When lunch is a slice of pizza and a carton of chocolate milk, sorting the trash is easy: pizza crust, milk carton and napkin in the green organics bin, Styrofoam tray in the trash. A brown bag lunch brought from home is more complex. “Could you please empty that?” I ask. Wordlessly, the student shakes baggies, a granola bar wrapper and an empty chip bag into the red trash bin. She looks at me, holding up the paper bag. “Organics,” I say, pointing to the green bin. “Food and paper go in here to make compost.”
It has been seven weeks since school started on September 1 and I’m standing at my daily station behind a pair of colored Brute trash bins. The smell of fresh pizza wafts from the kitchen area. I don a green latex glove on my left hand and keep a pleasant expression on my face as hundreds of Southwest High students stream into the lunchroom just moments after the 11:25 a.m. bell. The long line diminishes rapidly as students file through the cafeteria and head to tables. The din of voices subsides a little. My job here is to make certain each student properly sorts his or her lunch waste into the two bins: food, milk cartons and other paper waste in the green bin; plastic containers and utensils, foil wrappers and bags, and Styrofoam trays in the red bin.
Southwest is currently the only public high school in Minneapolis participating in the District’s green initiative to reduce trash by separating organic material and sending it to a commercial composting facility. Some twenty other Minneapolis public schools, most of them elementary or K-8, are also piloting the program this fall. A Hennepin County grant provided start-up funding, and Meredith Fox, the sustainability director for the District, offers ongoing support. Parents and staff, however, are the ground troops making this organics recycling program happen. Every school day, I show up with a second parent – one of a team of dedicated volunteers – to cover the two lunch shifts.
Ultimately, the goal is for all Southwest students to willingly and accurately sort their garbage without the benefit of a monitor. We’re working on poster board signs explaining what goes where. We’re planning a strategy for engaging teams of students to assume the job of overseeing the bins. At this point, however, it’s worth my time to personally ensure that our organic collection is “clean” or uncontaminated by materials – such as plastic or foil – that won’t ever decompose. If a bag of organics is overly contaminated, it will be rejected by the composting facility, the hauler will be fined and we will jeopardize the program.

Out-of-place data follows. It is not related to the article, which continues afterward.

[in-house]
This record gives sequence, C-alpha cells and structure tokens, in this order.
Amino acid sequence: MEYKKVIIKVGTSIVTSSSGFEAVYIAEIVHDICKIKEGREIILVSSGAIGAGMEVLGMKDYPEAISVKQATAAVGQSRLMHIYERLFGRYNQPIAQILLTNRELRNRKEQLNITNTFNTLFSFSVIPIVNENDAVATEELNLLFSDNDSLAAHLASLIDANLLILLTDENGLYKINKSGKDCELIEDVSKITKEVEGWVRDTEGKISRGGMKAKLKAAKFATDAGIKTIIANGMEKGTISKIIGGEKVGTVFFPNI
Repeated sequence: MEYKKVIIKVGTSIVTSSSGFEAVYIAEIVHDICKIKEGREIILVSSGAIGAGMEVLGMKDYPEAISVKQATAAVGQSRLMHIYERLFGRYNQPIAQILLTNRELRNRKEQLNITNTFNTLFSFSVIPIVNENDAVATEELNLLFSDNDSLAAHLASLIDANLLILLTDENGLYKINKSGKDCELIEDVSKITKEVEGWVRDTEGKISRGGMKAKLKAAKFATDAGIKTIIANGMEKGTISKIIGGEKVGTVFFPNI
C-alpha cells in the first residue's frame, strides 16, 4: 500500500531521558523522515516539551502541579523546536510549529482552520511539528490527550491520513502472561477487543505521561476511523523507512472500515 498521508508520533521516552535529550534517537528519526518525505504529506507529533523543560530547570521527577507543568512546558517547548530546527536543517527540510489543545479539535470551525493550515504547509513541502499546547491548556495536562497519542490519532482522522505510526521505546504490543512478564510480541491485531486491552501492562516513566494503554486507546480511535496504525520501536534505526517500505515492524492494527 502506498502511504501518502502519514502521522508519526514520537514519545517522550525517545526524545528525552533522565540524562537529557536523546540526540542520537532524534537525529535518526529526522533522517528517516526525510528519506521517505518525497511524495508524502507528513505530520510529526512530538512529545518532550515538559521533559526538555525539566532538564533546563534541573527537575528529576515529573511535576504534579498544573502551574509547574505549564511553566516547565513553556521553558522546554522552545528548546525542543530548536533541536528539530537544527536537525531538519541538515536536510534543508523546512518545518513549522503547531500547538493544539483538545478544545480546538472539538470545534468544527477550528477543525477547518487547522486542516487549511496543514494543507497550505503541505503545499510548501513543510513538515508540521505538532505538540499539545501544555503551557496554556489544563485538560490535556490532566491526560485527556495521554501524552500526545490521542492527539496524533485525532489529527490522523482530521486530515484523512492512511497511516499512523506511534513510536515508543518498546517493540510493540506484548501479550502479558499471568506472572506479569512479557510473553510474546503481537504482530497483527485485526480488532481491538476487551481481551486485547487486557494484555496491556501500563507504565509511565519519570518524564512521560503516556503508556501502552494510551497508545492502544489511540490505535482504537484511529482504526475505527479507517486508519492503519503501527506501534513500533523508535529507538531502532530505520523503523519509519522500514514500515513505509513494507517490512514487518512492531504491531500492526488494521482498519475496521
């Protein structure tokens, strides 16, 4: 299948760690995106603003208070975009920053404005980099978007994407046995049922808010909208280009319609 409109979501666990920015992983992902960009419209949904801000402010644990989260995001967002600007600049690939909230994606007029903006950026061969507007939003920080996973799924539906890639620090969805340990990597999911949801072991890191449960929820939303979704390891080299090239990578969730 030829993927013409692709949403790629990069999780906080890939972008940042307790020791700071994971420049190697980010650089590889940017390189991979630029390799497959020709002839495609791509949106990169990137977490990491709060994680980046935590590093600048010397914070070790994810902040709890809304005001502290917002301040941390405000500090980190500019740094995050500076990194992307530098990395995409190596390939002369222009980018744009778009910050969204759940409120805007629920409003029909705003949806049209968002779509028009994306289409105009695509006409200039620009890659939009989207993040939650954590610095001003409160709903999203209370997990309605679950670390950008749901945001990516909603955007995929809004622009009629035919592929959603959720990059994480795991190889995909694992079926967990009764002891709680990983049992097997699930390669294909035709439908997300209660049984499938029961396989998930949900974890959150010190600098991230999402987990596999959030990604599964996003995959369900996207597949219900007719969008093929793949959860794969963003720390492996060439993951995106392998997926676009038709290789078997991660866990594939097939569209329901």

Like relaxed hawks, my fellow parent volunteer and I observe the students as they approach the bins, teaching them what goes where and trying to slip in some added education when we can. “If it rots, it goes in green,” Jim announces. “This will get turned into dirt. Less waste going to the incinerator.”
Ultimately, what I want the students to grasp is the fact that turning waste into dirt lessens not only the vast quantities of trash being burned or land-filled but also the significant greenhouse gas emissions produced by the waste industry. According to a report by the Institute for Local Self-Reliance, minimizing our waste through stringent measures like source reduction, recycling and composting could have the same impact on climate change as shutting down a fifth of all U.S. coal-fired plants.
So we sort, lunch by lunch. We’re capturing a fraction of the organic waste produced each day by the 1,700-some students at Southwest. A third of the student body eats in the lunchroom; the rest eat in the hallways or off-campus. We collect about 60 pounds of organics per lunch period. When you do the math, this adds up to well over a ton of organics per month. This probably represents less than half of the organic material discarded throughout the school. Still, it’s a good start.
There are other perks to this gig besides getting to wear a green latex glove and fish burger wrappers and plastic forks from the organics and apples and sandwiches from the trash. I’m getting to know the assistant principals who oversee the lunchroom, as well as the custodial staff who empty the trash, swab the tables and sweep the floor after each lunch shift. The best part of the experience is that it has banished any misconceptions I once held about students in an urban public high school. Prior to September, my contact with these students was limited to my sons’ small circles of friends, and I harbored a vague fear of the student body en masse. Now they’ve become familiar. Sheepishly, I realize that all of the students at Southwest are my sons’ peers. They are for the most part polite, respectful and trying to do the right thing. As am I by them.
Sarah Sponheim lives with her family in East Calhoun; her two older boys attend Southwest High School.